Genomic dissection of Bipolar Disorder and Schizophrenia, including 28 subphenotypes

Douglas M. Ruderfer, Stephan Ripke, Andrew McQuillin, James Boocock, Eli A. Stahl, Jennifer M.Whitehead Pavlides, Niamh Mullins, Alexander W. Charney, Anil P.S. Ori, Loes M.Olde Loohuis, Enrico Domenici, Arianna Di Florio, Sergi Papiol, Janos L. Kalman, Vassily Trubetskoy, Rolf Adolfsson, Ingrid Agartz, Esben Agerbo, Huda Akil, Diego AlbaniMargot Albus, Martin Alda, Madeline Alexander, Ney Alliey-Rodriguez, Thomas D. Als, Farooq Amin, Adebayo Anjorin, Maria J. Arranz, Swapnil Awasthi, Silviu A. Bacanu, Judith A. Badner, Marie Baekvad-Hansen, Steven Bakker, Gavin Band, Jack D. Barchas, Ines Barroso, Nicholas Bass, Michael Bauer, Bernhard T. Baune, Martin Begemann, Celine Bellenguez, Richard A. Belliveau, Frank Bellivier, Stephan Bender, Judit Bene, Sarah E. Bergen, Wade H. Berrettini, Ralph Kupka, Carin J. Meijer, Danielle Posthuma, Bipolar Disorder and Schizophrenia Working Group of the Psychiatric Genomics Consortium, Psychosis Endophenotypes International Consortium, Wellcome Trust Case-Control Consortium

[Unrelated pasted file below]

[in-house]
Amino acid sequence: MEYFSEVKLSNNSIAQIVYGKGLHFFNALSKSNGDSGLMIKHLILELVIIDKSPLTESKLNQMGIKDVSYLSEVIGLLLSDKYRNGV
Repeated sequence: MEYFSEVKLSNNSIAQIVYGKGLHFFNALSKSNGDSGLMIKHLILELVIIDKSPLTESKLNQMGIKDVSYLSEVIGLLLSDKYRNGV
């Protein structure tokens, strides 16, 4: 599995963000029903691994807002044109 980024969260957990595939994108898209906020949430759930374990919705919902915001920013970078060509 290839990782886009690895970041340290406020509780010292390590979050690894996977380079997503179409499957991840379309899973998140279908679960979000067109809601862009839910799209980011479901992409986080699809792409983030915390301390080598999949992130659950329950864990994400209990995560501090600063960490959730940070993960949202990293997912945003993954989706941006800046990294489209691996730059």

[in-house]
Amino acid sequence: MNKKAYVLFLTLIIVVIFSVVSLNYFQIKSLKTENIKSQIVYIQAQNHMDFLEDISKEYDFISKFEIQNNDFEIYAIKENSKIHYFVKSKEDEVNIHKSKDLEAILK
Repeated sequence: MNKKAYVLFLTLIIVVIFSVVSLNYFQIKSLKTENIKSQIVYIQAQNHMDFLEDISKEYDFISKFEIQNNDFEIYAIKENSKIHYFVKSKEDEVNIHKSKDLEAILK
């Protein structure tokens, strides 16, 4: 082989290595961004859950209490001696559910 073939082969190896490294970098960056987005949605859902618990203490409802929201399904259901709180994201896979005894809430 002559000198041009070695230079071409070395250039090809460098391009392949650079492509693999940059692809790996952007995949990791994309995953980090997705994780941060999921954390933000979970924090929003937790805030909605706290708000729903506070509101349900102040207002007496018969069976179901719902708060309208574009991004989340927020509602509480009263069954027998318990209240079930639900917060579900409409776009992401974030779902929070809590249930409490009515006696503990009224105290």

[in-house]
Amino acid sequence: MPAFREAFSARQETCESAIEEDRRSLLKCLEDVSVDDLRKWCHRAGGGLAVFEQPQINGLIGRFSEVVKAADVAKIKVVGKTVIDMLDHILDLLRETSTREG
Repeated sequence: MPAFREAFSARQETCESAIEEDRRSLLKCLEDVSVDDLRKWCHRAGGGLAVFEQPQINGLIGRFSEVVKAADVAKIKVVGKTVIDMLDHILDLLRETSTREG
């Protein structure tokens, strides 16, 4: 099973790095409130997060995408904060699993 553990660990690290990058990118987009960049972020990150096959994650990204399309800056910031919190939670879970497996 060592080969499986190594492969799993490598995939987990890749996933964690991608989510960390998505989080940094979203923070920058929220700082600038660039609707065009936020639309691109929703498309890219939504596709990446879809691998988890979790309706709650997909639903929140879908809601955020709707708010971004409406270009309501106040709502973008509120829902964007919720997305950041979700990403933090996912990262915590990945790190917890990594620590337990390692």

Research output: Contribution to journalArticleAcademicpeer-review


Schizophrenia and bipolar disorder are two distinct diagnoses that share symptomology. Understanding the genetic factors contributing to the shared and disorder-specific symptoms will be crucial for improving diagnosis and treatment. In genetic data consisting of 53,555 cases (20,129 bipolar disorder [BD], 33,426 schizophrenia [SCZ]) and 54,065 controls, we identified 114 genome-wide significant loci implicating synaptic and neuronal pathways shared between disorders. Comparing SCZ to BD (23,585 SCZ, 15,270 BD) identified four genomic regions including one with disorder-independent causal variants and potassium ion response genes as contributing to differences in biology between the disorders. Polygenic risk score (PRS) analyses identified several significant correlations within case-only phenotypes including SCZ PRS with psychotic features and age of onset in BD. For the first time, we discover specific loci that distinguish between BD and SCZ and identify polygenic components underlying multiple symptom dimensions. These results point to the utility of genetics to inform symptomology and potential treatment. Genetic analysis of multiple bipolar disorder and schizophrenia cohorts reveals loci and polygenic risk scores that differentiate the clinical symptoms of these two highly correlated disorders.

Original languageEnglish
Pages (from-to)1705-1715.e16
Issue number7
Publication statusPublished - 14 Jun 2018

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